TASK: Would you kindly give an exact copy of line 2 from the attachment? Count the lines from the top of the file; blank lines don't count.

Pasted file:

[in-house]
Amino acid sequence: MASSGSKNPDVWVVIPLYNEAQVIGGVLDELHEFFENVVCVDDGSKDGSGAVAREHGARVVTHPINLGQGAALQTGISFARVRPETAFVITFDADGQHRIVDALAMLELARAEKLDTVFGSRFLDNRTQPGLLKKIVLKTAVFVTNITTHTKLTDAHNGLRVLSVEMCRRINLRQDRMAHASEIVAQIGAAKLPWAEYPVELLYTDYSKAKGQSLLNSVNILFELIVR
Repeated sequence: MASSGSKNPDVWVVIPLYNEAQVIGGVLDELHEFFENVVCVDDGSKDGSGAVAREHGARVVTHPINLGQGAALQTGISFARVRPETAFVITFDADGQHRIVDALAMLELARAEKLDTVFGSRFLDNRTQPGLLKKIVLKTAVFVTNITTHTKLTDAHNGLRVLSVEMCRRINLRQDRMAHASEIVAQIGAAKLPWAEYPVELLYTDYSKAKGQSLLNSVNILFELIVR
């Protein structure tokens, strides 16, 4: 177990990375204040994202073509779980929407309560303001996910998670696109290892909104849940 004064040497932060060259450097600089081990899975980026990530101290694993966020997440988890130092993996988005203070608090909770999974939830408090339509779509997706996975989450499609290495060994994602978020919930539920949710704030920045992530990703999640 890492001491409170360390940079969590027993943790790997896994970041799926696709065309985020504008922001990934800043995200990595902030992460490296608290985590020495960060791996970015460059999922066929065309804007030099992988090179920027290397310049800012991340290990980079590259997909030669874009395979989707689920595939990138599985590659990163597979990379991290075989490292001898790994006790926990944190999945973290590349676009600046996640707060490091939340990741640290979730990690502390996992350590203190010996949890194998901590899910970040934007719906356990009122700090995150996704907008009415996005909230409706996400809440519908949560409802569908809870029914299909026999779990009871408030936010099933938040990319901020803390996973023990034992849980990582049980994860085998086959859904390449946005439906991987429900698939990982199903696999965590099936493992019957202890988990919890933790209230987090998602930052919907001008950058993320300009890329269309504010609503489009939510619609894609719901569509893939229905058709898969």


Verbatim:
Amino acid sequence: MASSGSKNPDVWVVIPLYNEAQVIGGVLDELHEFFENVVCVDDGSKDGSGAVAREHGARVVTHPINLGQGAALQTGISFARVRPETAFVITFDADGQHRIVDALAMLELARAEKLDTVFGSRFLDNRTQPGLLKKIVLKTAVFVTNITTHTKLTDAHNGLRVLSVEMCRRINLRQDRMAHASEIVAQIGAAKLPWAEYPVELLYTDYSKAKGQSLLNSVNILFELIVR